Straight up, she asked, “Have you ever heard of pornography?” She described that it was images and videos with naked people and it was all over the Internet. She explained that it’s a good thing that bodies are beautiful; God created them that way, but Satan wanted to twist that desire into something harmful because he knows how wonderful marriage and relationships can be for us. Even though we might know we shouldn’t look at it, sometimes we are curious and keep looking.
Reassure them they are just a normal kid
Her little brother seemed both alarmed and interested. Holly taught him that viewing pornography changes the way our minds think about people and the world. It can get so we can’t stop looking, it makes us sad, and it can affect our relationships.
She told him that this is ruining people’s lives, “even boys as young as you.” When she asked, “Have you seen anything like this before?” he told her that yes, he had seen things on YouTube, and he wanted to look away but he couldn’t. She reassured him that he was normal, we all react to those kinds of videos like that.
She was pleased that he seemed to understand more than she expected him to. They watched a video together called What Should I Do When I See Pornography?, and he really liked it. Holly told him that pornography doesn’t have to part of his life at all – we have the power to turn it off and talk to an adult for help. She reminded him that he could always talk to her, and he agreed.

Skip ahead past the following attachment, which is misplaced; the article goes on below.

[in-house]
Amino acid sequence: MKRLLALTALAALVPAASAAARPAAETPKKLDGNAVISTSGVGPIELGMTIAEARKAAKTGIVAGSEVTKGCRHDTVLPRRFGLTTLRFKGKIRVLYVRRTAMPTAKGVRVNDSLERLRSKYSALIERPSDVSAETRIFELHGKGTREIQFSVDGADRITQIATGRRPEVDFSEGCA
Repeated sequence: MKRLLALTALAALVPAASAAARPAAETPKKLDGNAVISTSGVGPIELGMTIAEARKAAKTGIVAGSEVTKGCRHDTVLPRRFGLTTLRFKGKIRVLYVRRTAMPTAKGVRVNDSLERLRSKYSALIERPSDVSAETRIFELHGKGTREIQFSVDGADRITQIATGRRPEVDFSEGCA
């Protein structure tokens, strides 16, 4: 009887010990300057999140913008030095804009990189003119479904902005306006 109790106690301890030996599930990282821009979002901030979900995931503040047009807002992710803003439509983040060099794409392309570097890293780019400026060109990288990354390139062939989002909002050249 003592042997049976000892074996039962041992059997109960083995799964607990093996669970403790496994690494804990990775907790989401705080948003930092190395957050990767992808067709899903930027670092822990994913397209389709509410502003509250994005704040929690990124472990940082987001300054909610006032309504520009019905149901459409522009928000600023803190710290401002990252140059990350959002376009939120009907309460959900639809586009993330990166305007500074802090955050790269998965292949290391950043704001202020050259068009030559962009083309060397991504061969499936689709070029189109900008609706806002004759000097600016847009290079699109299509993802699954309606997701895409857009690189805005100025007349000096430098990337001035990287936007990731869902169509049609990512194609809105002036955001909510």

Not just information, but connection
She was grateful that it didn’t feel awkward at all. He said he didn’t think mom or dad would have talked to him about it, he had never talked to anyone about it before. Holly felt like she was meant to talk to her brother, and it turned out to be a sweet and even spiritual experience for them. She feels encouraged, knowing that he now has an educated view and can make the choice.
Holly still checks in with him on occasion – she feels it’s important to keep asking to help build accountability.
Thinking about this experience, Holly said, “I felt like waiting for the right moment was important – it felt like the right time. I had studied and thought about it and was prepared to talk about it, even the science side of it. I could make a logical argument about how it not only affects emotions but how our brain thinks.”